In the first set of experiments of the main study, the effective (toxic) concentration of DON towards mucosa explants isolated from adult pigs was determined. Three explants of jejunum mucosa were obtained from each pig and were mounted separately in Ussing-type chambers. The first strip was used as a control tissue, i.e., it underwent 10-min preincubation followed by 90 min. Incubation in KRB (serosal chamber) and KRB+LY+M with no addition of DON (mucosal chamber). Control samples were treated with ethanol (0.1%, the final concentration achieved in mucosal chamber) to exclude the impact of DON solvent on tissue viability and integrity. The second and third preparations were subjected to the 10-min preincubation in KRB which was replaced by KRB in the serosal compartment and KRB+LY+M supplemented with DON (10 or 30 μg/ml) at the mucosal site for the following 90 min. In the second set of experiments, the effect of CHL on DON penetration across mucosa explants was verified. Again, three explants of jejunum mucosa were obtained from each pig and were mounted separately in Ussing-type chambers. One jejunum preparation was used as a control tissue (no addition of DON or CHL); one was incubated in the presence of DON (30 μg/ml) and the last one in the presence of DON (30 μg/ml) and CHL (100 μg/ml) (luminal compartment) for 90 min. Finally, in the third set of experiments, the effect of CHL (100 μg/ml) on mucosa explants viability, integrity, and permeability was determined. Two explants of jejunum mucosa were obtained from each pig and were fixed separately in Ussing-type chambers. One jejunum preparation was incubated in pure medium (KRB) and the other one in the presence of CHL (100 μg/ml). The preincubation and buffers in the second and third trial were analogous to those from the first set of experiments. TEER measurement as well as sample collection (600 μl) for later LY, mannitol, LDH, and DON assays were conducted at time 0, 60, and 90 min after the onset of incubation. Experiments of the first set were conducted on mucosa explant isolated from eight animals (in total 24 explants); experiments of the second and third trial were conducted on jejunum segments obtained from six animals (in total 18 and 12 explants, respectively).

The concentration of DON was assessed by MaxSignal DON ELISA Test Kit (Bioo Scientific Corp. 2016). Sample preparation was performed according to the protocol described for serum. Prior to the determination analysis, linearity, range, and accuracy of the test were confirmed. LY was analyzed directly in samples using a FLx800 Microplate fluorescence reader (BioTek Instruments, Inc., Winooski, USA) at excitation wavelength 485 nm and emission wavelength 530 nm. LDH activity and mannitol concentration were determined using a Cytotoxicity Detection Kit (LDH) and D-Mannitol Colorimetric Assay Kit, respectively, (Sigma-Aldrich, St Louis, USA) according to the manufacturer’s instruction.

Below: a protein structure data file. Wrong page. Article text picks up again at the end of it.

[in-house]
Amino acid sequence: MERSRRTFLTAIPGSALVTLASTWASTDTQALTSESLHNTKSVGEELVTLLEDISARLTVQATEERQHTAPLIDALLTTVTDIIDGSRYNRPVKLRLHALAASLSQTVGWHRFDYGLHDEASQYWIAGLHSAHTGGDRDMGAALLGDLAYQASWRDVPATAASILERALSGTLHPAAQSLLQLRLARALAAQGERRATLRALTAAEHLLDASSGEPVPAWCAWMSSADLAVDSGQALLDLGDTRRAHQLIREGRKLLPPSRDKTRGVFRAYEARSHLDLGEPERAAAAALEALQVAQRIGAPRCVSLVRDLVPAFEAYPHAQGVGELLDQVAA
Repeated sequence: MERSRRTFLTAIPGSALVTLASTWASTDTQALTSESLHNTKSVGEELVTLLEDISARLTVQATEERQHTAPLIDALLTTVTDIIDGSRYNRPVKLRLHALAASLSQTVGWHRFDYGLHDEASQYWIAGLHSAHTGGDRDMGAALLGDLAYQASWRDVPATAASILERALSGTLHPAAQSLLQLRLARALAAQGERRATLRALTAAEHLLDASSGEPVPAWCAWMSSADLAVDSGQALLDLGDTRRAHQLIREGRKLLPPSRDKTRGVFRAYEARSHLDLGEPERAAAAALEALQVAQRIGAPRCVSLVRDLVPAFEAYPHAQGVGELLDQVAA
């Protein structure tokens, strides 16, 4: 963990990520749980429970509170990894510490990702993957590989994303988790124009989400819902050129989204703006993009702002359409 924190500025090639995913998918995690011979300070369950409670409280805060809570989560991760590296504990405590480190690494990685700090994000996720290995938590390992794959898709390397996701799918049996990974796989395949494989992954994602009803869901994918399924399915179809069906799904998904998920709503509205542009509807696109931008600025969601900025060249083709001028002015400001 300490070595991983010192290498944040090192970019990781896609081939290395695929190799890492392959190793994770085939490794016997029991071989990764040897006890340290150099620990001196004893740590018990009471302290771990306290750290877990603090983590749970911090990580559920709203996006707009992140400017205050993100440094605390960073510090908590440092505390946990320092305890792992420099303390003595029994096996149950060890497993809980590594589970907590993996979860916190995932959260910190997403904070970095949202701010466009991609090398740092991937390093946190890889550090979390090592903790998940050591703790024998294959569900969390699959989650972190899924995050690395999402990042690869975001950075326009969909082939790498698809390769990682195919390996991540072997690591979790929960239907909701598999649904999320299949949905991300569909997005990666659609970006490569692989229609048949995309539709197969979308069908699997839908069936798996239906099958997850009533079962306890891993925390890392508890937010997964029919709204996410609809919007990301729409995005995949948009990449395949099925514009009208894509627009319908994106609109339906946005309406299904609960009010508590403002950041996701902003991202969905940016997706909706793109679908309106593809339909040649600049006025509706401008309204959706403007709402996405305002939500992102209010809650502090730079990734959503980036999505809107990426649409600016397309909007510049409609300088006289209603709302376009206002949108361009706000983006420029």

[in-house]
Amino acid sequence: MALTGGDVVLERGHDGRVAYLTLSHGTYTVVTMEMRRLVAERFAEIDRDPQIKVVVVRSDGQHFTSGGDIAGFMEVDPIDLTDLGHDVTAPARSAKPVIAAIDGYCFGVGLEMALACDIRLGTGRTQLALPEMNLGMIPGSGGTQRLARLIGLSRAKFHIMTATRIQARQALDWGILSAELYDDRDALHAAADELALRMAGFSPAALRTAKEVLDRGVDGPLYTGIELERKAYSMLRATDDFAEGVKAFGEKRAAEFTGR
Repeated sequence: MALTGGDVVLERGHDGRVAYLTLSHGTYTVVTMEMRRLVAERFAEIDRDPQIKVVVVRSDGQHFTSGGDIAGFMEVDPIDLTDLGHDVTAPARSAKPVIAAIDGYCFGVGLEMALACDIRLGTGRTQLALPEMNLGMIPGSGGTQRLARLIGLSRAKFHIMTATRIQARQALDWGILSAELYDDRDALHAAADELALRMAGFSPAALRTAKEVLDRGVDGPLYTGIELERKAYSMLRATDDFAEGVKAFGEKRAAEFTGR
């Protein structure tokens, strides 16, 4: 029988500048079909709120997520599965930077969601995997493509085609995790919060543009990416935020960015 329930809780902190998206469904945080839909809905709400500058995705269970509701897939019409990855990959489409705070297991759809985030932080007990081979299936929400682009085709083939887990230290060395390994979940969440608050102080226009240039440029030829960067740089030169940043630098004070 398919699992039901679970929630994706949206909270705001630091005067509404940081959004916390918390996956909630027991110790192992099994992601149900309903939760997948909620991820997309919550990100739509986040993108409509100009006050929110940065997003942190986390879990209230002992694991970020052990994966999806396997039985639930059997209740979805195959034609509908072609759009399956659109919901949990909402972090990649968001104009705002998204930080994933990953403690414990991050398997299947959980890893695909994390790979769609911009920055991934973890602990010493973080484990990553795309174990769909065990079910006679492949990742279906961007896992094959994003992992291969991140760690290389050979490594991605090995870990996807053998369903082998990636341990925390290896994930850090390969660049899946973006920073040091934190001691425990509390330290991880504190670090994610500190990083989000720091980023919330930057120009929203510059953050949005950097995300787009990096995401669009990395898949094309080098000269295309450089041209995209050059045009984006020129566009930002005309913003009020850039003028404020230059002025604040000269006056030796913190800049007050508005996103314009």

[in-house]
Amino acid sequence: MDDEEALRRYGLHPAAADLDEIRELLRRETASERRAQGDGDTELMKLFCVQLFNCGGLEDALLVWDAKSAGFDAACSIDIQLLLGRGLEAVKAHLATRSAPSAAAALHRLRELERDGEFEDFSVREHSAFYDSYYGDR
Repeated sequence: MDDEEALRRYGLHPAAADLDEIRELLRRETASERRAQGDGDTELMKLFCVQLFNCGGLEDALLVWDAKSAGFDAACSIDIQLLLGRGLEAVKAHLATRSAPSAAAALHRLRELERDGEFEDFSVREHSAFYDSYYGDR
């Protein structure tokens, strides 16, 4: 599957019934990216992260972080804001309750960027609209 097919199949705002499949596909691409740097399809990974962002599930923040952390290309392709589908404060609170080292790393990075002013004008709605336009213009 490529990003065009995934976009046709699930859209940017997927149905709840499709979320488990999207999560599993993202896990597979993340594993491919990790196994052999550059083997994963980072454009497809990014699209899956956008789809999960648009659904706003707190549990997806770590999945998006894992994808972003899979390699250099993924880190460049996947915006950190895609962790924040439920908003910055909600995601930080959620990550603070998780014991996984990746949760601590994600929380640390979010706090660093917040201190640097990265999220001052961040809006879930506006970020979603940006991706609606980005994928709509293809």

The results of DON, LY, and mannitol penetration across intestine mucosa explants are expressed as mass flux or the concentration of the chemical found in the serosal compartment. The activity of LDH leakage into the incubation media is expressed as a percentage of total LDH, which was analyzed after explants homogenization in ice-cold KRB with a Potter S Homogenizer (B. Braun Biotech International, Berlin, Germany) for 2 min at 1000 rpm.

Statistical analysis

Data obtained in the whole experiment, i.e., in all three sets, were combined and analyzed together. Finally, the control group had a total of 20 replicates, tested groups: DON 10 μg/ml had 8 replicates, DON 30 μg/ml—14, DON 30 μg/ml + CHL—6, and CHL—6 replicates. Experimental results are expressed as means ± SEM. The differences between means were statistically determined using ordinary one-way ANOVA followed by Tukey’s multiple comparisons test. The results are considered statistically significant when P < 0.05. The analyses were performed using GraphPad Prism version 7.04 for Windows, GraphPad Software, La Jolla CA USA, “www.graphpad.com.”

Results

The viability and integrity of swine jejunal mucosa

To verify the viability and integrity of intestine mucosa preparations, TEER, LY, mannitol, and LDH assays were conducted. Under control conditions (ethanol 0.1%, no addition of DON and CHL), the average TEER reading remained stable during the whole experiment and amounted to 79.7 ± 9.9 Ω cm2, i.e., 87.8 ± 5.4% of the initial measurement, at the end of 90-min incubation (Fig. 1). The penetration of LY from luminal into contraluminal compartment was measured to be 343.1 ± 48.4 and 657.2 ± 74.2 ng/ml after 60 and 90 min of incubation without DON addition, respectively (Fig. 2a). The average values corresponded to 0.14 and 0.26% of the initial LY concentration administered to KRB at the mucosal site. The flux of the markers of paracellular transport, i.e., from luminal to contraluminal compartment amounted to 41.6 ± 4.0 and 213.9 ± 10.4 ng/cm2/min for LY and mannitol, respectively (Fig. 2b and Fig. 3). The incubation of jejunum explants in KRB did not provoke any remarkable damage of mucosa epithelium cells since the activity of LDH released into the mucosal chamber reached only 4.4 ± 0 and 4.8 ± 0.54% of total LDH after 60 and 90 min of incubation, respectively (Fig. 4). The use of ethanol (0.1%) did not provoke any alteration of measured parameters when compared to data obtained from mucosa explants incubated in KRB without ethanol addition (data not shown).
Fig. 1